Boris Johnson and Jeremy Corbyn have clashed over the NHS, Brexit and leadership at the last Prime Minister’s Questions before the general election.
The Labour leader said voters had a “once in a generation” chance to save the NHS, which was in “greater danger” than at any time in its history.
But the PM warned of “economic catastrophe” if Labour got into power.
Meanwhile, some senior MPs, including Culture Secretary Nicky Morgan, have said they will not be standing.
Announcing that she would not contest her Loughborough seat again, Mrs Morgan cited the “clear impact” that being an MP and the “sacrifices involved” had had on her family.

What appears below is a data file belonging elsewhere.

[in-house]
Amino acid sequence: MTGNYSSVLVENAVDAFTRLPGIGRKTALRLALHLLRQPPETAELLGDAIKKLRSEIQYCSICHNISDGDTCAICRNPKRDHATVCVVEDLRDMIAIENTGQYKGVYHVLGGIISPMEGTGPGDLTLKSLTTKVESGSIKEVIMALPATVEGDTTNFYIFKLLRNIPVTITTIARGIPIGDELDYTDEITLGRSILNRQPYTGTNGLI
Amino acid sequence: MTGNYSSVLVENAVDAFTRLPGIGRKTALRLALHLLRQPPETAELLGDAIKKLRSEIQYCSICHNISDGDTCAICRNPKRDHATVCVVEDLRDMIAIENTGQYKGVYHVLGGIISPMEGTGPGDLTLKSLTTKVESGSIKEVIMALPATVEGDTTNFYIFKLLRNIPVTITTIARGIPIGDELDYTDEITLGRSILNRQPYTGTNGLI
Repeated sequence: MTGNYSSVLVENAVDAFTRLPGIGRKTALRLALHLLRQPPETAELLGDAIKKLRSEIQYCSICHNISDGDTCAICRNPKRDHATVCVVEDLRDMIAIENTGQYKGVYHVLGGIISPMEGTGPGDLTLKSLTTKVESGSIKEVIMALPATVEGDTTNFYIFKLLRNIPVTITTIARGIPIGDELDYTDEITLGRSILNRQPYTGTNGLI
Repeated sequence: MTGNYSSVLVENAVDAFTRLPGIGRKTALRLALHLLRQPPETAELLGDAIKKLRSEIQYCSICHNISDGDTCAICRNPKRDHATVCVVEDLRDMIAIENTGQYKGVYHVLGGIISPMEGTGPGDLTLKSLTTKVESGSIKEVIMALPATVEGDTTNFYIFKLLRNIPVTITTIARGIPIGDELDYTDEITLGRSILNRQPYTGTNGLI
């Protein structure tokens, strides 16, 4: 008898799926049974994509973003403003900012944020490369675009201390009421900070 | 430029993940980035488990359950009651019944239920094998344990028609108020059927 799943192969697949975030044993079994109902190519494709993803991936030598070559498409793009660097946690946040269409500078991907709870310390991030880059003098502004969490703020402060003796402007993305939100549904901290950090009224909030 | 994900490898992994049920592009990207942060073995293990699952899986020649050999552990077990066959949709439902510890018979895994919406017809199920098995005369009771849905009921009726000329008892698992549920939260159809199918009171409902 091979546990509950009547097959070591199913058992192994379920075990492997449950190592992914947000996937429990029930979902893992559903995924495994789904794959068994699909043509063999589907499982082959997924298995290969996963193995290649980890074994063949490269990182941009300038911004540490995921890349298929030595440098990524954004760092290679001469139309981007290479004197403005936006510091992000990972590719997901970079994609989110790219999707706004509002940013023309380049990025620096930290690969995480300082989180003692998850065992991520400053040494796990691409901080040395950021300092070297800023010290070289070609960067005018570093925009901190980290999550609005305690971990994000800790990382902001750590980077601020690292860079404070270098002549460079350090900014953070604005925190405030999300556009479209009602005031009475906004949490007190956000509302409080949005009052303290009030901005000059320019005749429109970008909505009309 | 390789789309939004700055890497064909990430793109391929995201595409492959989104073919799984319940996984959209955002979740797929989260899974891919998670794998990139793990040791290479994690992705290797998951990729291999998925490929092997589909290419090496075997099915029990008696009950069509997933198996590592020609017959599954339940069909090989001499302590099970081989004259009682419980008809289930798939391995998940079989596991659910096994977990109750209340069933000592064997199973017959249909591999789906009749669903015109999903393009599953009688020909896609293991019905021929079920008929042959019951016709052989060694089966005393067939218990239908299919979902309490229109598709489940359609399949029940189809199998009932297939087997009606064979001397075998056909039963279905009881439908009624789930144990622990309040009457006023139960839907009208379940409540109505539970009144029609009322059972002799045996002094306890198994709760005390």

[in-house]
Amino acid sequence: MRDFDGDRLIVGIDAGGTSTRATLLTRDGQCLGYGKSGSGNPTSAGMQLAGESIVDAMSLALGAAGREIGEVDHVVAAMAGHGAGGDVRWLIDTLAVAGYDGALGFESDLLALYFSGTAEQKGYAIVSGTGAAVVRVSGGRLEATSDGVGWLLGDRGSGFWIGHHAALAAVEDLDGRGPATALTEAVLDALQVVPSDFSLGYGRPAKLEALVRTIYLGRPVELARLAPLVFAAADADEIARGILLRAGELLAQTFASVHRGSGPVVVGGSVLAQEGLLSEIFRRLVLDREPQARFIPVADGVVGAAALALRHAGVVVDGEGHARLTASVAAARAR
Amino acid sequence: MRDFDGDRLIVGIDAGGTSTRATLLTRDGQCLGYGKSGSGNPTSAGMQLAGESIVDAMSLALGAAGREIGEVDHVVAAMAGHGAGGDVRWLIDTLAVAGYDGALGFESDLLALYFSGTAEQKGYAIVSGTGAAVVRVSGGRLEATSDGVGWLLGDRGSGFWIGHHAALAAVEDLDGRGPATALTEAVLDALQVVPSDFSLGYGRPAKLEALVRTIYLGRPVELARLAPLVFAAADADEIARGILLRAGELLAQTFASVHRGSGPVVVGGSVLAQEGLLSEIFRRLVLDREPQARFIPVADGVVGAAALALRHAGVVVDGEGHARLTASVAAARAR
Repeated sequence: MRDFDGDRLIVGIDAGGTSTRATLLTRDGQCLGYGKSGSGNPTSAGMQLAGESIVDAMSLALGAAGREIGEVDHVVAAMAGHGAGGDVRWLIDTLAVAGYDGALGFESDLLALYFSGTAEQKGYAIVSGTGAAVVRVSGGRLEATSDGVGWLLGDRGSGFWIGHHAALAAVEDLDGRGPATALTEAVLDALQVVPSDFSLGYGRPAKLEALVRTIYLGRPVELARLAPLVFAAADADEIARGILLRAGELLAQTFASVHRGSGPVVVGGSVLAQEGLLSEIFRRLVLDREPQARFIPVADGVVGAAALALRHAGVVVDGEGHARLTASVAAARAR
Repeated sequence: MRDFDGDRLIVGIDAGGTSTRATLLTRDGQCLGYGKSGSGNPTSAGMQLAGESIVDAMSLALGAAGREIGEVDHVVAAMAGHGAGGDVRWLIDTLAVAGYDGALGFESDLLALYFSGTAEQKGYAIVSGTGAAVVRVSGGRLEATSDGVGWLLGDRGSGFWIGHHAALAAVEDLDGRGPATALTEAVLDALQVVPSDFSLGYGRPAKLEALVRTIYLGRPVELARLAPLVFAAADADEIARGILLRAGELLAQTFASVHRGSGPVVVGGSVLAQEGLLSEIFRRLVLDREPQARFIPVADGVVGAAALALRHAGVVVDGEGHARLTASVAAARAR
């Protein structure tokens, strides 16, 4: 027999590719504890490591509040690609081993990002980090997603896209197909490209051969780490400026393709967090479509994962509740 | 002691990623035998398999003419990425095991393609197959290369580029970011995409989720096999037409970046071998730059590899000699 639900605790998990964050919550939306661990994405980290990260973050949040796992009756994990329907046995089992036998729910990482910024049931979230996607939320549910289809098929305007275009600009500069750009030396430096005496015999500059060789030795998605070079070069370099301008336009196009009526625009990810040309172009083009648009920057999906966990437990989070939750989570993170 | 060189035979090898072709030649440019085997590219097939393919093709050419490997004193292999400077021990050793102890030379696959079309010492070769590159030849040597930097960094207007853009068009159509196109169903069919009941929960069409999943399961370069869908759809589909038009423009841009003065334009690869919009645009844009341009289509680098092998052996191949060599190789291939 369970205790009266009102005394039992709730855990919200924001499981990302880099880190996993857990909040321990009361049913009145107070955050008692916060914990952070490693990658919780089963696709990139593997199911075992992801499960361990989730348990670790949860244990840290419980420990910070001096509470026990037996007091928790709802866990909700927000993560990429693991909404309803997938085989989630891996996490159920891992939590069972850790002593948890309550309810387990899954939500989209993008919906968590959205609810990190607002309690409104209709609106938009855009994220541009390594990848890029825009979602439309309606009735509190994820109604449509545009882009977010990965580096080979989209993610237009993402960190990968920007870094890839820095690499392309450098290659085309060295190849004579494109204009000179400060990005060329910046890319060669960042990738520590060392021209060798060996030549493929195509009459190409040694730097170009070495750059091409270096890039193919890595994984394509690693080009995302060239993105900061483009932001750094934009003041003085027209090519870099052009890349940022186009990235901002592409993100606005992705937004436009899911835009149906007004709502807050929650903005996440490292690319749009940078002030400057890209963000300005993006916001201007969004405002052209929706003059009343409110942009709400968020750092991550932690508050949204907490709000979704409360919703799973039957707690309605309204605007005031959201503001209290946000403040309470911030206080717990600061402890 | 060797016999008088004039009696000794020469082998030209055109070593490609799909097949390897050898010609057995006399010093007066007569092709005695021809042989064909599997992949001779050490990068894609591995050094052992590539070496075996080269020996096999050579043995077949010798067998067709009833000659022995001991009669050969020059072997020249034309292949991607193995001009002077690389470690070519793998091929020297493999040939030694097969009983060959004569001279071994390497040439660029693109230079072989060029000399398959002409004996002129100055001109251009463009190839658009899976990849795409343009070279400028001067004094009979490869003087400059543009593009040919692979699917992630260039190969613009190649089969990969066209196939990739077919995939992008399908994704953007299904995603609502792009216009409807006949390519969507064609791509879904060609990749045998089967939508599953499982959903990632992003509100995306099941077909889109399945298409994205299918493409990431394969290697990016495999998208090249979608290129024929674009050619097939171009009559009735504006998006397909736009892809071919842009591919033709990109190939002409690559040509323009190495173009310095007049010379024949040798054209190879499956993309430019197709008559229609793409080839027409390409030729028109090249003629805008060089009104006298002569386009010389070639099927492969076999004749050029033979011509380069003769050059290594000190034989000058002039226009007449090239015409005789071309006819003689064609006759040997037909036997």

“The abuse for doing the job of a modern MP can only be justified if, ultimately, Parliament does what it is supposed to do – represent those who serve in all areas of public life, respect votes cast by the electorate and make decisions in the overall national interest,” she wrote.
In recent days, a number of prominent female MPs elected since 2010 – including Amber Rudd, Heidi Allen and Mims Davies – have drawn a line under their frontline political careers – joining others such as Justine Greening and Claire Perry.
Sir Alan Duncan, one of a number of former ministers quitting, said the “coarse” nature of political debate on what he dubbed “anti-social media” was having an impact.
Meanwhile, peers have approved the legislation needed to bring about the 12 December election.
The House of Lords passed the early election bill – which was approved by MPs on Tuesday – in less than four hours, with no changes.